Read more about where to obtain help if a sexual assault occurs and
SMU resources that provide support.
Students who have been sexually assaulted can decide to pursue a criminal or civil process, an SMU conduct review process or all processes at the same time. The federal government requires universities and colleges to investigate reports of sexual assault and to provide internal grievance procedures under Title IX.
Read more about criminal and disciplinary options under state laws and federal mandates.
When a sexual assault is reported to police and it is determined that
the alleged perpetrator may pose a continuing threat, SMU issues a
crime alert by campus email and, on a case-by-case basis, distributes fliers to
provide timely notification to the SMU community. Crime alerts contain
information about how to obtain help if an assault occurs, as well as
personal security tips.
SMU prohibits threats or acts of retaliation against students who are involved in a report of sexual assault or assisting with an investigation. Students who are threatened in any way should report their concerns to the Office of the Dean of Student Life or the SMU Title IX Coordinator.
Sexual assault is a serious issue at universities and colleges across the country, and it remains one of the most underreported crimes in all settings. By providing a conduct review process, issuing campus crime alerts and offering education about sexual assault, SMU seeks to provide an environment in which students feel comfortable coming forward to report violations, and in which violators are held accountable.
Substance Abuse Prevention
SMU has a permanent Commission on Substance Abuse Prevention, made up of mental health experts, student life administrators, faculty and students, which meets regularly to assess the University’s efforts and outcomes. The Commission’s 2011-12 report and previous reports are online.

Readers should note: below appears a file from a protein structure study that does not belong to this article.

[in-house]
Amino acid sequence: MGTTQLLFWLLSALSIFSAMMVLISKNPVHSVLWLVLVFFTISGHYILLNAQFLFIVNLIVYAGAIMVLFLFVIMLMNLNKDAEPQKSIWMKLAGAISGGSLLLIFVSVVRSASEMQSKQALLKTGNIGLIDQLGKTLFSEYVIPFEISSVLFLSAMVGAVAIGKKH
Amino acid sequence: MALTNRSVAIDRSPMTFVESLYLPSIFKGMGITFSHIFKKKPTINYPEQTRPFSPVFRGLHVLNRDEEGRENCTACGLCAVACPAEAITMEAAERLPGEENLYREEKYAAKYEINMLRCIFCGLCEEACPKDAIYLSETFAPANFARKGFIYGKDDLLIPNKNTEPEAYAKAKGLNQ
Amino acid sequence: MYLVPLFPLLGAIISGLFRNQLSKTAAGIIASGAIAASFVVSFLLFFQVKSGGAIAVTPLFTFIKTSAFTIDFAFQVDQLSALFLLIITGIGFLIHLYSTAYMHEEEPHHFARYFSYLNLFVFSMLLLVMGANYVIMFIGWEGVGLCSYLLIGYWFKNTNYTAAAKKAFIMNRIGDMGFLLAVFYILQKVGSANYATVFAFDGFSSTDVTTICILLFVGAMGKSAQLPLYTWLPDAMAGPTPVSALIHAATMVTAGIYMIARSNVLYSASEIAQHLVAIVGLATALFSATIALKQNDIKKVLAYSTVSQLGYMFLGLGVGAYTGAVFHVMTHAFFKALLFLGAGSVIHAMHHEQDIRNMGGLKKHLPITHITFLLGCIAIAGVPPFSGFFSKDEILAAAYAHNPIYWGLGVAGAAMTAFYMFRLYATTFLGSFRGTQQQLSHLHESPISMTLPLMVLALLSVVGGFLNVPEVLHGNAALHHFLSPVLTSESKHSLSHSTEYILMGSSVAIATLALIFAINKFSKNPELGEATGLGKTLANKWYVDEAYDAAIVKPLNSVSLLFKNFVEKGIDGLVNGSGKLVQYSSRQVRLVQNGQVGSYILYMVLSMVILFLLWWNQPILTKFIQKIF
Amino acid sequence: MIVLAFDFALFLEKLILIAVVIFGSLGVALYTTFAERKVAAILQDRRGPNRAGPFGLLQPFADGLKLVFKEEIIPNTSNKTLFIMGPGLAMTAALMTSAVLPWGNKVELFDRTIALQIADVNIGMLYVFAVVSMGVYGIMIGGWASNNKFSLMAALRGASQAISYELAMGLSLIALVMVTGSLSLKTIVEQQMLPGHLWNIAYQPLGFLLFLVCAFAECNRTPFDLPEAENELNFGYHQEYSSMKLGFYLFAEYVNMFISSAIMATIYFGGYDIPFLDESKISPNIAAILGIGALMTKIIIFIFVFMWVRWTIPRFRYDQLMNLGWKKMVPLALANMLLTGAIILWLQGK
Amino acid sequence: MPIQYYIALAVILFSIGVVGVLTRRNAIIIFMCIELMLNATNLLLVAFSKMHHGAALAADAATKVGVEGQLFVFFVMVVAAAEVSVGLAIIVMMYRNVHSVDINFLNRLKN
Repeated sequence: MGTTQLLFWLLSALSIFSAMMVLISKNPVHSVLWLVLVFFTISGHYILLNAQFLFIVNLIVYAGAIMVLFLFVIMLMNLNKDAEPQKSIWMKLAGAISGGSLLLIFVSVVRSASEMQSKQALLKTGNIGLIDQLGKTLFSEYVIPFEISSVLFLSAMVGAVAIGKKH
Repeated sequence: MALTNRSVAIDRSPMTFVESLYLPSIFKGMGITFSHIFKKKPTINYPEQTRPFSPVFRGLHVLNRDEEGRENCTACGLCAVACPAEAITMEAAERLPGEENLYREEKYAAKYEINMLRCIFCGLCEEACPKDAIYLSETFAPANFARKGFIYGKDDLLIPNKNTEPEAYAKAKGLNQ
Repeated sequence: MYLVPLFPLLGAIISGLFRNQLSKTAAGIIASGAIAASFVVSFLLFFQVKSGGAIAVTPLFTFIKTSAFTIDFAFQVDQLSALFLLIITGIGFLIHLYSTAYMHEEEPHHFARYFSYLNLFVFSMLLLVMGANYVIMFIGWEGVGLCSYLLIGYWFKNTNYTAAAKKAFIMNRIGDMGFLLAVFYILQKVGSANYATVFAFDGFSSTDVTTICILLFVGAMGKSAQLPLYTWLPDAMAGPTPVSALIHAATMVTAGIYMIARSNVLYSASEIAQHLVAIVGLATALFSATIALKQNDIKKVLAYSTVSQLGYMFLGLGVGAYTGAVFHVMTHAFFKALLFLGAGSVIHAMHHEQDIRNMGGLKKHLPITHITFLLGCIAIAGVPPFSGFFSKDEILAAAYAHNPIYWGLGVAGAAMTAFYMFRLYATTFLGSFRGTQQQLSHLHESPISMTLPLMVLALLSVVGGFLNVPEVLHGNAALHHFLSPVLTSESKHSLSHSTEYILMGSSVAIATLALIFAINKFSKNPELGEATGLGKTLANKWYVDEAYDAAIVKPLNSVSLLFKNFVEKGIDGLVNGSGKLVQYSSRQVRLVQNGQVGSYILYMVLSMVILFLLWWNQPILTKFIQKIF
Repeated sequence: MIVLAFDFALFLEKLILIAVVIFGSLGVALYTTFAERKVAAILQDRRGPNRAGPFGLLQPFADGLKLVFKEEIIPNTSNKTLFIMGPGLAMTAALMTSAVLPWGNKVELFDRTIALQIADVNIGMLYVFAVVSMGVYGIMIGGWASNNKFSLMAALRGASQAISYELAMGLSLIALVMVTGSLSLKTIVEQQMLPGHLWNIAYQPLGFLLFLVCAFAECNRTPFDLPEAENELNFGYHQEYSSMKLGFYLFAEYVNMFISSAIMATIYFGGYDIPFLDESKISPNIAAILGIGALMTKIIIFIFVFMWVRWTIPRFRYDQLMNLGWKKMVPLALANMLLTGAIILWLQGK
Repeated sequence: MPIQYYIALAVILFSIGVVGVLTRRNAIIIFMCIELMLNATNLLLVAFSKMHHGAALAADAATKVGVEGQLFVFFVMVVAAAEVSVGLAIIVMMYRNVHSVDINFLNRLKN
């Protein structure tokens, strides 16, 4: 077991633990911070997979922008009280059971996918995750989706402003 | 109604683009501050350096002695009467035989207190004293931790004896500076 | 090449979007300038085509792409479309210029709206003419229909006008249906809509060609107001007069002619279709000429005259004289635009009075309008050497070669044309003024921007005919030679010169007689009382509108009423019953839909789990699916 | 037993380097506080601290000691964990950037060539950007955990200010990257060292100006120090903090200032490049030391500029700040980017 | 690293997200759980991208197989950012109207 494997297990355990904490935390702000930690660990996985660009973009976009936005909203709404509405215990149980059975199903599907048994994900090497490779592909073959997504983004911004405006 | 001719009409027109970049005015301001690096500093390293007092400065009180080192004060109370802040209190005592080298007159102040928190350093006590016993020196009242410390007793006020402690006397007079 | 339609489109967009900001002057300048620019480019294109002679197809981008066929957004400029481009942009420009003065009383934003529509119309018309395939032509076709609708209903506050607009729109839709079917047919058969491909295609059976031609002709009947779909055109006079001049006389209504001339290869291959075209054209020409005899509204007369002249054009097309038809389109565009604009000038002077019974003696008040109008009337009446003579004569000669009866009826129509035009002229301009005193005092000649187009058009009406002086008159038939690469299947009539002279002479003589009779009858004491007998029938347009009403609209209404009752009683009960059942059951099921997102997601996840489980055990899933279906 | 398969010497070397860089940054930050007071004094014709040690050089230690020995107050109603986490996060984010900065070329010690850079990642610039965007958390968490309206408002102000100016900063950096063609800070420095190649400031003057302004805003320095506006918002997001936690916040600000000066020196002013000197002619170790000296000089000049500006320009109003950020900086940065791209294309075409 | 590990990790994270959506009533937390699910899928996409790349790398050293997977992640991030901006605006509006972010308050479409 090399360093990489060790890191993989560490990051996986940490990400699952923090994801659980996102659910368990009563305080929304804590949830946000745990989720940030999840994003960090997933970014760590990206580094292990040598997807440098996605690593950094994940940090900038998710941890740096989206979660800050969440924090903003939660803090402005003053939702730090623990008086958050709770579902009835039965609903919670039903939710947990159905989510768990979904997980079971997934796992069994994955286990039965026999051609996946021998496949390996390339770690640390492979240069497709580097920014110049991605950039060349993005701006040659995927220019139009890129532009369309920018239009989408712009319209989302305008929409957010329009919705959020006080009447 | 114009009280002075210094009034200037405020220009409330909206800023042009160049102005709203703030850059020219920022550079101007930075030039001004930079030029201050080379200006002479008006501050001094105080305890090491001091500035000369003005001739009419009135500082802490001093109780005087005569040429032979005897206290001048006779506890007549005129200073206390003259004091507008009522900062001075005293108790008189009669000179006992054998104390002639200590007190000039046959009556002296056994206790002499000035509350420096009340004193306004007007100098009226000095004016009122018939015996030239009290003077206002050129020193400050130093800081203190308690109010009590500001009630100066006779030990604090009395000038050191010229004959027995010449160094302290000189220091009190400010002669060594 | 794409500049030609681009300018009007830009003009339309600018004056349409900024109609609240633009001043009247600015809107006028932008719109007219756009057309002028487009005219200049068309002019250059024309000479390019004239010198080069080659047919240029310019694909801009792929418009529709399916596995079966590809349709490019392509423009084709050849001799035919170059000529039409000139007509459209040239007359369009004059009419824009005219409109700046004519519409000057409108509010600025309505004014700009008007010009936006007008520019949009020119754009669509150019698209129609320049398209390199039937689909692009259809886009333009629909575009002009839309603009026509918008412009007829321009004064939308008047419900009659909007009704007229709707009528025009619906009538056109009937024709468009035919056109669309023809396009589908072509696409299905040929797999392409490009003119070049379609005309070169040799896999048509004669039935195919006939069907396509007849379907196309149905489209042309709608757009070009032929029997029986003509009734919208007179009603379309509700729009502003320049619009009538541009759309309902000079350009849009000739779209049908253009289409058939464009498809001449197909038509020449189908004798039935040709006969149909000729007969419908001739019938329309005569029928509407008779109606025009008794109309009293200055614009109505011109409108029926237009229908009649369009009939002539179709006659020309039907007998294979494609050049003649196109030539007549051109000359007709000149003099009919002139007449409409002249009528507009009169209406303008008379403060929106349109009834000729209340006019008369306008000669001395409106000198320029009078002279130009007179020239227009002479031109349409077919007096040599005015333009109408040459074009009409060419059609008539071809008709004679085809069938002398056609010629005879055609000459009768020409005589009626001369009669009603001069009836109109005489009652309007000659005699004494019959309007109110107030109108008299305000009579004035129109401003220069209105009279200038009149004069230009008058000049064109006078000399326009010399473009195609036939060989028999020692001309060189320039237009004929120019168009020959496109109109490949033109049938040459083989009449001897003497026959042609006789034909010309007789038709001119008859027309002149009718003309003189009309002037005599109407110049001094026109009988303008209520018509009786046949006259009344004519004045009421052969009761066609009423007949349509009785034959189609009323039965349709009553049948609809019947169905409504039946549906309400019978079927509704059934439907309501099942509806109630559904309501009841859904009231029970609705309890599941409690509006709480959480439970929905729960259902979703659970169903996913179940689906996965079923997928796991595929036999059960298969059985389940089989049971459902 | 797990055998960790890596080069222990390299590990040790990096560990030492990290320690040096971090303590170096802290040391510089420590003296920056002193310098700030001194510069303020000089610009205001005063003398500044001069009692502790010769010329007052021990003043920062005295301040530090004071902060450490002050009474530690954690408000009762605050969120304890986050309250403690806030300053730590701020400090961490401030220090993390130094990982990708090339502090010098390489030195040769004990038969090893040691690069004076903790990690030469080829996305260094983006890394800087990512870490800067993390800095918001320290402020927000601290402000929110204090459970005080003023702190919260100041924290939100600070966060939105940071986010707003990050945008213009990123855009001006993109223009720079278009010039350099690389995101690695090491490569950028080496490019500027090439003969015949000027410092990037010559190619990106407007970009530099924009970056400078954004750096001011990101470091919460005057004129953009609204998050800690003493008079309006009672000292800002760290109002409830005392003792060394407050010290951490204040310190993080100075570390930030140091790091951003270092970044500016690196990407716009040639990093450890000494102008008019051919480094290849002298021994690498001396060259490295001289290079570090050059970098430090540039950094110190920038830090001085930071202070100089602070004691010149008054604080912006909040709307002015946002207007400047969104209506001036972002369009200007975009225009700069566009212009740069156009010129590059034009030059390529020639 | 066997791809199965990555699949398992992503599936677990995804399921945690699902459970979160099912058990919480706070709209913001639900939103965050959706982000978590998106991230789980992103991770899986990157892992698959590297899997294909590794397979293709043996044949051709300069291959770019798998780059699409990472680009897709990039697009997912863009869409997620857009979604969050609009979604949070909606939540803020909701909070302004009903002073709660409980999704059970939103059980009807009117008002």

SMU has joined the National College Health Improvement Project — along with peer institutions including Dartmouth, Stanford, Duke, Brown, Princeton, Purdue and Vanderbilt — to research new and innovative ways to fight binge drinking on campus.
We hope you will use the Live Responsibly site to learn about our many student services, including assessments, interventions, referrals, counseling and support for students in recovery.
In addition to this website, parents will find useful information in the SMU Family Handbook; the brochure, “What Parents and Families Should Know about Alcohol and Drugs on Campus”; and on the SMU Parents website.
If you are the victim of a crime or see something suspicious, contact the police:
• Call 911 from a campus phone
• Call 214-768-3333 from a cell
phone (note: calling 911 on a
cell phone on campus will
connect you with surrounding
stations but not SMU
• Pick up a blue-light campus
• If you are off campus, call 911
to reach police in your area or
214-768-3333 to reach SMU
• Report information
anonymously to SMUís
Silent Witness Program by
calling 214-SMU-2TIP or
SMU urges anyone who has been sexually assaulted to obtain medical care and alert police as soon as it is safe to do so . . .
Reporting an Assault
Campus officials, police and counselors can help, including with pursuing criminal and SMU disciplinary options . . .
Students who seek medical assistance for themselves or another due to intoxication of alcohol and/or drugs . . .
Trying to quit? You're not alone. If you’re ready to take back your life, SMU programs offer free and confidential help. . .
Faculty and staff can provide students with appropriate information, support and advice for success.
Sign in with your SMU ID and password.
SMU is part of a team researching new and innovative ways to fight binge
drinking . . .